The bitter infighting behind the election of UNESCO's new director general

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Former French culture minister Audrey Azoulay was elected as the new director general of UNESCO on Friday, in a narrow victory over her Qatari rival Hamad bin Abdulaziz al-Kawari. Azoulay’s election to the top post at the UN science, education and culture agency was the result of a profound divide among its Arab member states, and served a severe blow to Qatar’s ambitions of influence on the world stage. René Backmann witnessed first-hand the tensions during the six rounds of voting, which at one point almost ended in a fist fight, and in this report of the events he analyses the tough tasks ahead for Azoulay amid the decision by the US and Israel to quit the organisation.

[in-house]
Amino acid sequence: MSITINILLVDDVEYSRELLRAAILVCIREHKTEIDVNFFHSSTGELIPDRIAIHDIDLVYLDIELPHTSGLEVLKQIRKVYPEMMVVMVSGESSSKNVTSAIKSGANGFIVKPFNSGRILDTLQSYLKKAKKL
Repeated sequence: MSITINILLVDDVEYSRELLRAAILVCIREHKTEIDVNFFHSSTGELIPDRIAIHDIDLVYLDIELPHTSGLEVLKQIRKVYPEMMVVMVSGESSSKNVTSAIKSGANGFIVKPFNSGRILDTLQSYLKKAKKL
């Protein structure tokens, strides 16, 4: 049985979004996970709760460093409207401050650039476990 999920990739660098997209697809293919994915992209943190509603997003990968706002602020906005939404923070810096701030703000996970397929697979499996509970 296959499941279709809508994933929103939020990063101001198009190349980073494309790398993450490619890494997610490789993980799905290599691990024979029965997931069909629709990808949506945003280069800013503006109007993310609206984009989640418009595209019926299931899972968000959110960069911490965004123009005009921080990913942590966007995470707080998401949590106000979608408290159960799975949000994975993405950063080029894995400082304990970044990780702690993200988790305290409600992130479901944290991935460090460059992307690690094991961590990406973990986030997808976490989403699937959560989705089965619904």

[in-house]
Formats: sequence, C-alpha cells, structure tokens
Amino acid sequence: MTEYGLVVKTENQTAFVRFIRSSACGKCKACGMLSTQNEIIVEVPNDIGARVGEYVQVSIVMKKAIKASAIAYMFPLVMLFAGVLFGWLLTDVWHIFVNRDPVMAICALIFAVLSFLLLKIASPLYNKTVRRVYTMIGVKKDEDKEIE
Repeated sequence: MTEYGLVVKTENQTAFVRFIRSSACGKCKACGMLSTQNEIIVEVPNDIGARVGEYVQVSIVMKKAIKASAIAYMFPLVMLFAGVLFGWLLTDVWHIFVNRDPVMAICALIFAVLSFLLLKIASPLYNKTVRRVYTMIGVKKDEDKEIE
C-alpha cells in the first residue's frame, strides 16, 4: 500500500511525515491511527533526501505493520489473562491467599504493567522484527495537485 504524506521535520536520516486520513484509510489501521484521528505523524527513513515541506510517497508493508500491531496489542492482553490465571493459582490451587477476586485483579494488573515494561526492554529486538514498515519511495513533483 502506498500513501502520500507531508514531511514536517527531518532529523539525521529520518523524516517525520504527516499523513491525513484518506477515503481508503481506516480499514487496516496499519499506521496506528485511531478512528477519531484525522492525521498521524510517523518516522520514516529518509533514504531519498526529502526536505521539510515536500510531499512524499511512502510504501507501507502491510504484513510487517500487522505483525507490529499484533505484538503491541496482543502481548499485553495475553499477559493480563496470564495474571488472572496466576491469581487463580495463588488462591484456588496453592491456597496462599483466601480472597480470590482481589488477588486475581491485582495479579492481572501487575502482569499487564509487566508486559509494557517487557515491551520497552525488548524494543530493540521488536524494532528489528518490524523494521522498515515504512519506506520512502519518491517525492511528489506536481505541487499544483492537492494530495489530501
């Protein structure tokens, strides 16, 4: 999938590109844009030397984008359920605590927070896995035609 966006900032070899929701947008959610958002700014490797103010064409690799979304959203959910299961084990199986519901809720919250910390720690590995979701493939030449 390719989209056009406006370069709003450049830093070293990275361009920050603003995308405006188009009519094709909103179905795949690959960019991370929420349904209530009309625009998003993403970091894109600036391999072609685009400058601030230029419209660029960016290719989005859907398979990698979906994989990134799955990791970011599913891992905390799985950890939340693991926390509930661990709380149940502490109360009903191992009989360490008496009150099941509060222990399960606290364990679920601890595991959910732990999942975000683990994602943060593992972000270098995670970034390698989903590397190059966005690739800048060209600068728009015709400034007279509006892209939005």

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It was at the end of six arduous rounds of voting that former French culture minister Audrey Azoulay, 45, was elected as the new director general of the United Nations Educational, Scientific and Cultural Organization (UNESCO) on Friday, a process which deepened divisions among the governments of Arab nations and delivered a humbling blow to Qatar’s ambitions of extending its influence on the world stage.